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From Robert Dionne <dio...@dionne-associates.com>
Subject Re: Having purge problems
Date Sun, 04 Dec 2011 12:35:22 GMT
The semantics of delete and purge are a little confusing. 

What purge does is delete,  and delete doesn't delete at all, it merely marks a revision as
deleted. Sure this stems from the nature of MVCC but I'm wondering if it wouldn't be better
for compaction to clean up deleted revisions.

Telling the user that to really delete some bad data, the best way is to change it and then
compact isn't quite right.

Moreover you can delete a doc, replicate the db to another, create the doc anew on the target
and then "open_revs=all" will show version 1- as the new one and version 2- as deleted. Of
course these seq ids are not supposed to be interpreted as ordered but it looks odd.

I would imagine allowing compact to clean up deletions would break something else but it seems
like a clearer way to do things from the user's perspective.

Cheers,

Bob


On Dec 3, 2011, at 10:41 PM, Jason Smith wrote:

> On Sat, Dec 3, 2011 at 11:02 PM, Robert Newson <rnewson@apache.org> wrote:
>> I can't mention _purge without reminding everyone that it exists only
>> for removal of data that should not have been stored in the first
>> place (like sensitive passwords, etc). It is not a mechanism to use
>> lightly as it breaks eventual consistency, is only lightly tested, and
>> will often cause full view rebuilds.
> 
> Hi, Bob. Since this is the user list, may I pull this thread into a tangent?
> 
> tl;dr = There is one exception, purging very old deleted docs; link to
> an awesome write-up at the end.
> 
> Where I agree:
> 
> * Purge is not a mechanism to use lightly
> * Purge breaks eventual consistency
> * Purge is only lightly tested
> 
> Where I sort-of agree:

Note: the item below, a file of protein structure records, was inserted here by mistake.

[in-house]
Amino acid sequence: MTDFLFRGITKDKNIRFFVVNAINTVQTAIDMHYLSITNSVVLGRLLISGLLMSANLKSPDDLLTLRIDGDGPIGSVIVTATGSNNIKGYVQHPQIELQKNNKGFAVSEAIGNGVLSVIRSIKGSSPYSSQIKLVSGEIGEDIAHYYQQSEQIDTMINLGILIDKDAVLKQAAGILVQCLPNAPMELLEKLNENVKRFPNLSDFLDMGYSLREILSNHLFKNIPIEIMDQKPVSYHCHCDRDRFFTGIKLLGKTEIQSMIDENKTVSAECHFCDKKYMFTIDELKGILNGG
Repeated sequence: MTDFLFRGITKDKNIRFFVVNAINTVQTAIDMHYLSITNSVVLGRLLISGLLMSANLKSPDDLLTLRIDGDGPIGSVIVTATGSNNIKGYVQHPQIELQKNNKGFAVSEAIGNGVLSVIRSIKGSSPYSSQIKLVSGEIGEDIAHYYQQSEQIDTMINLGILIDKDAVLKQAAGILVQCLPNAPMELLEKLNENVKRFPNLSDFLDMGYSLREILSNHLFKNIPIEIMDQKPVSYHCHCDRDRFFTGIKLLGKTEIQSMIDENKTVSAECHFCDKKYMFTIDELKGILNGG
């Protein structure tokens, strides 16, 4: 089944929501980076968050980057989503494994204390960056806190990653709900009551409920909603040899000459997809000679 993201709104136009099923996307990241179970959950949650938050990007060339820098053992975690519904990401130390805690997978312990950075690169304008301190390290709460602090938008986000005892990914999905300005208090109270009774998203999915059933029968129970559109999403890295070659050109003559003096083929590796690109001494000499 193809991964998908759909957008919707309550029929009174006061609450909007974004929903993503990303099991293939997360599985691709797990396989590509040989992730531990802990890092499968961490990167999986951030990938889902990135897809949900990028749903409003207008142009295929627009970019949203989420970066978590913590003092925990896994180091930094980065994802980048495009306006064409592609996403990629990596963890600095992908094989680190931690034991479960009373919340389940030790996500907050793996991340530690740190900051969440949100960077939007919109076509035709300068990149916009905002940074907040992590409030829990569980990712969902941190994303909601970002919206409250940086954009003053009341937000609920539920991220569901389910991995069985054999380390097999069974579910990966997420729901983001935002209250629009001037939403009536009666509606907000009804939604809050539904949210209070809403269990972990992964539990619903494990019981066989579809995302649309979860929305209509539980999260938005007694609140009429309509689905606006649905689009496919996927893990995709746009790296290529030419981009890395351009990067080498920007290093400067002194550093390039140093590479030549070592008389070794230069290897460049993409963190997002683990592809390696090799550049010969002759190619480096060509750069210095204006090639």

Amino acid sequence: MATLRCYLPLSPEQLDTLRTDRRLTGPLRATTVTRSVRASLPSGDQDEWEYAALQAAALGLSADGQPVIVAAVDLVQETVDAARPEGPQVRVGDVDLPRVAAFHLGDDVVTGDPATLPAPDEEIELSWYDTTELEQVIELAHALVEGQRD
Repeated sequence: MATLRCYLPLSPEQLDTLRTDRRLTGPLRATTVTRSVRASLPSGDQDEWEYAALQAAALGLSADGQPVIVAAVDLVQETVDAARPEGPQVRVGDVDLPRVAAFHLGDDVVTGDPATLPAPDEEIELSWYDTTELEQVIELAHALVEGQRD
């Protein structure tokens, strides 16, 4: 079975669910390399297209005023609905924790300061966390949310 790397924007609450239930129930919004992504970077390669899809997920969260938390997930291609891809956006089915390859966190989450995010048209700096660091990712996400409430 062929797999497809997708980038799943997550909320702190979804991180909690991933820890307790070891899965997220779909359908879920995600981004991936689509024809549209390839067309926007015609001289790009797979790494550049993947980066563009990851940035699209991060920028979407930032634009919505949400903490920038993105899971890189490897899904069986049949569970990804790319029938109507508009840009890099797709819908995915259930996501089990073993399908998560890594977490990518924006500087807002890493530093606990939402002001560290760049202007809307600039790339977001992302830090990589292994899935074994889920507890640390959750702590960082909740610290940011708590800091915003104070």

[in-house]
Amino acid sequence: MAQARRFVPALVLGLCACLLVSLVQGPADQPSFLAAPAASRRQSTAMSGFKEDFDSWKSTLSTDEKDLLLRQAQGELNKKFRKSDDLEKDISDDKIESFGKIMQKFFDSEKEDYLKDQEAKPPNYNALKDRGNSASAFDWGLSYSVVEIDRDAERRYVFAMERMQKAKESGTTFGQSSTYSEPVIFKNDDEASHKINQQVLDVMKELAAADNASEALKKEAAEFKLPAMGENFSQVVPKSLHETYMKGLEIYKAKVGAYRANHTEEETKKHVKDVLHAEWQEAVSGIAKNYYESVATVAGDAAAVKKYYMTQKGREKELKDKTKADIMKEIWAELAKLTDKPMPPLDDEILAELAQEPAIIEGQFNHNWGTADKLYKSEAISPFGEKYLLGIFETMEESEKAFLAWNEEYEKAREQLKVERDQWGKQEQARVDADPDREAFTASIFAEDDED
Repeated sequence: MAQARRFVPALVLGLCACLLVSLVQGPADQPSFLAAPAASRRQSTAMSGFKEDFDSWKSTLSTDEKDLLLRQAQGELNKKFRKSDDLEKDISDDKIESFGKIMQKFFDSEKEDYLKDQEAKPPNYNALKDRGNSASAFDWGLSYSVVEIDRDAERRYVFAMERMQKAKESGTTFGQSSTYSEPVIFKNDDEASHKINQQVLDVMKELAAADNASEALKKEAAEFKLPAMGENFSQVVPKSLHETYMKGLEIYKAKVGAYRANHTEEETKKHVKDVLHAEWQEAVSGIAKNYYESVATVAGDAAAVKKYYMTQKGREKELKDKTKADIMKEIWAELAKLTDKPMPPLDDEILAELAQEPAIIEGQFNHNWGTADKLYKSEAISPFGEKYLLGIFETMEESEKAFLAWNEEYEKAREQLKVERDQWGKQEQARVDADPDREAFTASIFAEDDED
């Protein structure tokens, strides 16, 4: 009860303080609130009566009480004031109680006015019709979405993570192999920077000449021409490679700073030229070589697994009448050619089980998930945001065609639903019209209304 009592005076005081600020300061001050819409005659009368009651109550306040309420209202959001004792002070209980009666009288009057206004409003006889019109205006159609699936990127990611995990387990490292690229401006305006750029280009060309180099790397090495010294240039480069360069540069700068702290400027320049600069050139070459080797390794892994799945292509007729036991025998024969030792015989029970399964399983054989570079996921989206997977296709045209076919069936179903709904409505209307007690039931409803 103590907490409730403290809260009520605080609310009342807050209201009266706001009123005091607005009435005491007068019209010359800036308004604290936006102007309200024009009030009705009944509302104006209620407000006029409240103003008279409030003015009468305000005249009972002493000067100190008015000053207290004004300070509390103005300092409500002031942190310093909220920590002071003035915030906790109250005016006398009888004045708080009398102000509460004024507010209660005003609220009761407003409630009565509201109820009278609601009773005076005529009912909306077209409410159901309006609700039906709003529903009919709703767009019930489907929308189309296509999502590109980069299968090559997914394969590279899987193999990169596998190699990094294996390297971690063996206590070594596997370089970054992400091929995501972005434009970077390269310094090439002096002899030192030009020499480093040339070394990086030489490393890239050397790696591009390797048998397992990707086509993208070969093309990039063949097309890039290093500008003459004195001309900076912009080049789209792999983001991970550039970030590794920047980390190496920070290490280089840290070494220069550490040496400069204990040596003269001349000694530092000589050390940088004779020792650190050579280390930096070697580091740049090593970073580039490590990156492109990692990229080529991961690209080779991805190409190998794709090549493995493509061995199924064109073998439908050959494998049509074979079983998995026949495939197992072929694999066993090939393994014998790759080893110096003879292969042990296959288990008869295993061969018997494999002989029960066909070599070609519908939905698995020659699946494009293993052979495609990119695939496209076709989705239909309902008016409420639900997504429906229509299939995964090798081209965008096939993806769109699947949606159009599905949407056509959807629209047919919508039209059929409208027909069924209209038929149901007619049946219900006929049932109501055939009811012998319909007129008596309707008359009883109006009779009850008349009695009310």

> 
> * Purge will "often" cause full view rebuilds. This is true in the
> most general case, however it can be virtually eliminated in
> production by writing careful code (or using a carefully-written
> library).
> 
> Where I disagree:
> 
> * Purge exists only for removal of data which should not have been
> stored in the first place (like sensitive passwords)
> 
> Let's break this down. The easy part is what to do with sensitive
> passwords. Purge is not delete; purge removes a document from ever
> having existed in the first place. Like Marty McFly in "The Dating
> Game": http://www.youtube.com/watch?v=CC73uxAVfVY
> 
> Since purged documents cannot be replicated away, the best thing to do
> about a sensitive password is to *change it*, so the change can
> propagate. (Subsequent compaction on the Couch(es) will remove the
> password from the disk--or at least from the filesystem.)
> 
> And speaking of compaction, your "never purge" advice is good; except
> for deleted documents. Deleted documents never, ever, exit the .couch
> file. CouchDB is relaxed. I should be able to create and delete
> documents and expect reasonable post-compaction disk usage. If purge
> is off-limits, certain usage styles of CouchDB produce ever-growing
> .couch files, and ever-slowing _all_docs and _changes queries.
> 
> One might say, "just make a new database, with filtered replication."
> Well, that is basically exactly what a purge does:
> 
> * It is to be done only rarely, and with care
> * Some documents "never existed at all"
> * All views are rebuilt
> 
> For this reason, I have written a procedure for purging very old
> deleted documents in a production setting. I hope to actually
> implement it one day; but you are right that it is needed rarely, if
> at all, in the real world.
> 
> https://github.com/iriscouch/cqs#purging
> 
> -- 
> Iris Couch


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